Chapter 3: Farming the Cities
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-Brian Halweil and Danielle Nierenberg
Growing food and raising fish and livestock in cities is nothing new. In some ways, cities are responding to the same challenges that urban gardeners have faced for millennia. The hanging gardens in Babylon, for instance, were an example of urban agriculture, while residents of the first cities of ancient Iran, Syria, and Iraq produced vegetables in home gardens. This is partly because cities have traditionally sprung up on the best farmland: the same flat land that is good for farming is also easiest for constructing office buildings, condominiums, and factories . The masses of urban dwellers also create a perfect market for fresh fruits and vegetables.
Despite all that farming can do for the city landscape and the urban soul, politicians, businesses, and planners continue to regard food as a rural issue that does not demand the same attention as housing, crime, or transportation. Policymakers would be wise to realize the nutritional, social, ecological, and economic benefits of reversing this mindset and putting programs in place to encourage cities to feed themselves. Fortunately, urban politicians, businesses, and planners are beginning to regard urban agriculture as a tool to help cities cope with a range of ecological, social, and nutritional challenges—from sprawl and malnutrition to swelling landfills and the threat of attacks on the food chain.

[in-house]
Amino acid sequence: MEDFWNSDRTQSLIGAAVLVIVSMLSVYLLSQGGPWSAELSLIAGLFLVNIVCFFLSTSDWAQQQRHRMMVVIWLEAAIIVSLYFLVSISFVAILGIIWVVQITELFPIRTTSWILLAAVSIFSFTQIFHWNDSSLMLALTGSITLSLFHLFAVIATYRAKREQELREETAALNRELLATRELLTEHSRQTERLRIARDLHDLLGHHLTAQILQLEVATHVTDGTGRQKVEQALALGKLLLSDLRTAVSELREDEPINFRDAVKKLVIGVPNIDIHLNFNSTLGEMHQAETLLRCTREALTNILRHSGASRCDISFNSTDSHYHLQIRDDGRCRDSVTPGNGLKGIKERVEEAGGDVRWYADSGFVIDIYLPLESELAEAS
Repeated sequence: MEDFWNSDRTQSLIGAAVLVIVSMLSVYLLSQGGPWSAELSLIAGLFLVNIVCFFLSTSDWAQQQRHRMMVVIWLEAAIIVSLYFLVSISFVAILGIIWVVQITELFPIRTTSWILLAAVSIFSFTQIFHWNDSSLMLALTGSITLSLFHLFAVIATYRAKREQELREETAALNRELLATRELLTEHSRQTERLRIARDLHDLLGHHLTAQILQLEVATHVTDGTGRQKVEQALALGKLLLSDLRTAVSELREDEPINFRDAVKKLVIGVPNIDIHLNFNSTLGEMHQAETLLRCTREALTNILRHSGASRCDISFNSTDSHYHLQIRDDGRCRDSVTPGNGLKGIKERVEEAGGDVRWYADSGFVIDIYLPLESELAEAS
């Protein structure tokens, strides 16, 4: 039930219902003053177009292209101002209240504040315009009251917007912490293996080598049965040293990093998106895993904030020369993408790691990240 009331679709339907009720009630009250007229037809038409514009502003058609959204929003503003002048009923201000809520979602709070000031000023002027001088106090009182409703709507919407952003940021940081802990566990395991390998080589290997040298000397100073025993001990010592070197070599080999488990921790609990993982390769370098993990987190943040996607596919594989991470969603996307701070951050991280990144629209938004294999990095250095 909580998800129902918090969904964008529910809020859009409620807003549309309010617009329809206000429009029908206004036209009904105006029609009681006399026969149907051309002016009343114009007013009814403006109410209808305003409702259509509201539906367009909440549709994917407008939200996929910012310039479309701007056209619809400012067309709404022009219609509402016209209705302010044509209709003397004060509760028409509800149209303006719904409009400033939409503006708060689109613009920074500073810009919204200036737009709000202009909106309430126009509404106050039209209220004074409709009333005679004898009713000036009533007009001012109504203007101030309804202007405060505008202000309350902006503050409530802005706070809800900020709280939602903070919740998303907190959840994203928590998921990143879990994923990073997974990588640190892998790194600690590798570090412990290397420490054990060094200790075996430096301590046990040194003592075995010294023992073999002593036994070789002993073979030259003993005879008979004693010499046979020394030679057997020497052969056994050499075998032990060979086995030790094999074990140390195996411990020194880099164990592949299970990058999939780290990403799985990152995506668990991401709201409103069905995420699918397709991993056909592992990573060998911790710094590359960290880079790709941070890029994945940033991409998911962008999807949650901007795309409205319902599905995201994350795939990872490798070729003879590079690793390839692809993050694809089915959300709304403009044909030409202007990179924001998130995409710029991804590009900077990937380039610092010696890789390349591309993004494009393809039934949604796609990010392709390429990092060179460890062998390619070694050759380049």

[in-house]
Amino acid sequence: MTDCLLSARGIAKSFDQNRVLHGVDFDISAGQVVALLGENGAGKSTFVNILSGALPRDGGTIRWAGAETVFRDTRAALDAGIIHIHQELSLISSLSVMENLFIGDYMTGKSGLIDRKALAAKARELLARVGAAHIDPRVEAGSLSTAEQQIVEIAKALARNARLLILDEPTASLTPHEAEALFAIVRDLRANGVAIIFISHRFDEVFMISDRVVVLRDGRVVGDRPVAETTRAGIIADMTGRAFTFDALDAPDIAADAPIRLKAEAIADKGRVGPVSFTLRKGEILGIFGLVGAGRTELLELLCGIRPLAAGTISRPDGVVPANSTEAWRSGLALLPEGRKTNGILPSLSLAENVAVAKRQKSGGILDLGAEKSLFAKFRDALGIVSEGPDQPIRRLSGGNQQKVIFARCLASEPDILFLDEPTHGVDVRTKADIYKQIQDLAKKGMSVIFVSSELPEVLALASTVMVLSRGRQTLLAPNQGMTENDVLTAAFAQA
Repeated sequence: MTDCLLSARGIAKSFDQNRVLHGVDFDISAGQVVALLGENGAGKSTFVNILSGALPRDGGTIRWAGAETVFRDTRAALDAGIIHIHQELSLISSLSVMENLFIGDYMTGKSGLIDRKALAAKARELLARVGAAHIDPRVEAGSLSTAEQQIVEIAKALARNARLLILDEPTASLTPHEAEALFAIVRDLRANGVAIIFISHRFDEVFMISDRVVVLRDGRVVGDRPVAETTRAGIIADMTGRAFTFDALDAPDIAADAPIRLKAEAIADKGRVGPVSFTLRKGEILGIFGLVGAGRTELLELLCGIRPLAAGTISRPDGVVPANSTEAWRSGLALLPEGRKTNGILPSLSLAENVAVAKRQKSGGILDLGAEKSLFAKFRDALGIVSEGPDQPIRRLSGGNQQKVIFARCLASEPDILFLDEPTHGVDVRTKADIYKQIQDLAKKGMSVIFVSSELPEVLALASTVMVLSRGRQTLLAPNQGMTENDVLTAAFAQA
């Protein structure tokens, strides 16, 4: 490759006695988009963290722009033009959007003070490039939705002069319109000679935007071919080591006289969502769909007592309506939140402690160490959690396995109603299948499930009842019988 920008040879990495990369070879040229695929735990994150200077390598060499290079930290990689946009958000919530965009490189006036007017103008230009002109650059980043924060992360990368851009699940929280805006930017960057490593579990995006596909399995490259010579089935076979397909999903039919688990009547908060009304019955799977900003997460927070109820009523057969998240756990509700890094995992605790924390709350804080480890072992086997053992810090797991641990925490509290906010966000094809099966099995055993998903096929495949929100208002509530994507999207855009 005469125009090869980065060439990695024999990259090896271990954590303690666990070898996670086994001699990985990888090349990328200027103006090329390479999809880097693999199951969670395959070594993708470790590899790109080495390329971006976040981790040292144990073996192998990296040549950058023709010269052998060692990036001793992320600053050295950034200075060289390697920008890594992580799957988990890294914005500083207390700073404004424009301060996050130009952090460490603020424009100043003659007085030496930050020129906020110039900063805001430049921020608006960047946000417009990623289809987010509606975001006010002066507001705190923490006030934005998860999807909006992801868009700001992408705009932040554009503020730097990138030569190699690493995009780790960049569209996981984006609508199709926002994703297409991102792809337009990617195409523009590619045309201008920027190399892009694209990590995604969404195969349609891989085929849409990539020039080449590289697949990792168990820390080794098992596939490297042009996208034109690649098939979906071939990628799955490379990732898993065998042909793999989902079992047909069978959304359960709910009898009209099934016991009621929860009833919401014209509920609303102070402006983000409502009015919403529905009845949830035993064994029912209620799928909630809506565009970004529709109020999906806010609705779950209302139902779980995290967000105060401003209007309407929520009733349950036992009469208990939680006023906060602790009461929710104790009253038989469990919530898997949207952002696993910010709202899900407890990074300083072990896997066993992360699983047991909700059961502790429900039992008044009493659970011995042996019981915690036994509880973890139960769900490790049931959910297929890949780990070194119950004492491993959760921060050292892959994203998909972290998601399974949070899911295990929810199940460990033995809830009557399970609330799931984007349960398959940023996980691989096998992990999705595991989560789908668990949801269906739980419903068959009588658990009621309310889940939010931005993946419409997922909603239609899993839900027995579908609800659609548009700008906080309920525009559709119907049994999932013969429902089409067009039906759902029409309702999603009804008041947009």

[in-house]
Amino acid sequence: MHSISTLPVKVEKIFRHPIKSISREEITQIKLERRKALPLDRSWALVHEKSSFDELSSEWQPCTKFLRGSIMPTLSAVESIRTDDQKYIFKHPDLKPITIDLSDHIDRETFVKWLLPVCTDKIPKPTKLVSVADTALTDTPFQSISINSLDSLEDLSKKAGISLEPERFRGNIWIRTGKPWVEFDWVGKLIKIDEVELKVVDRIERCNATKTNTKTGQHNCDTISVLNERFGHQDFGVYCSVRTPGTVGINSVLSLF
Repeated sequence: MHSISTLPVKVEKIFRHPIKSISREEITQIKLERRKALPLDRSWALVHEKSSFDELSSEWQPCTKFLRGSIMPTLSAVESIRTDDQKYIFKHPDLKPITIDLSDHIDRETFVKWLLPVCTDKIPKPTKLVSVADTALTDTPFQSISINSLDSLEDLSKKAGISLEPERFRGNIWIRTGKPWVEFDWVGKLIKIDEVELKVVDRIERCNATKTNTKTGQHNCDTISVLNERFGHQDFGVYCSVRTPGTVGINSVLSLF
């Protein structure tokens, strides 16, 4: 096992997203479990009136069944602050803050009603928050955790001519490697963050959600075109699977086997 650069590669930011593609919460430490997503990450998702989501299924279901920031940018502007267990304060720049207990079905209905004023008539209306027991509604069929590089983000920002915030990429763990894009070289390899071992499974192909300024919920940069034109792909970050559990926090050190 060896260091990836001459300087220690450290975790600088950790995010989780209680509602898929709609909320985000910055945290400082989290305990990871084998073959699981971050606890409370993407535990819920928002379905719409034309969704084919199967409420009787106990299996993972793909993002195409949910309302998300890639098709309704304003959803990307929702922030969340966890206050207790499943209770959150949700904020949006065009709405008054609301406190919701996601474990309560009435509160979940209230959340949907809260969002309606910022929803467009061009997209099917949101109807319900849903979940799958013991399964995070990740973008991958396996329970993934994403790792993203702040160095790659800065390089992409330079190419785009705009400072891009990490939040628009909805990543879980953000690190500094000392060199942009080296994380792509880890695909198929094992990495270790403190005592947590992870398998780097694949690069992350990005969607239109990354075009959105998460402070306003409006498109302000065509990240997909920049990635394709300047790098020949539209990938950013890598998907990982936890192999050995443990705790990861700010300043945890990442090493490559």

Brian Halweil is a Senior Researcher and Danielle Nierenberg is a Research Associate at the Worldwatch Institute.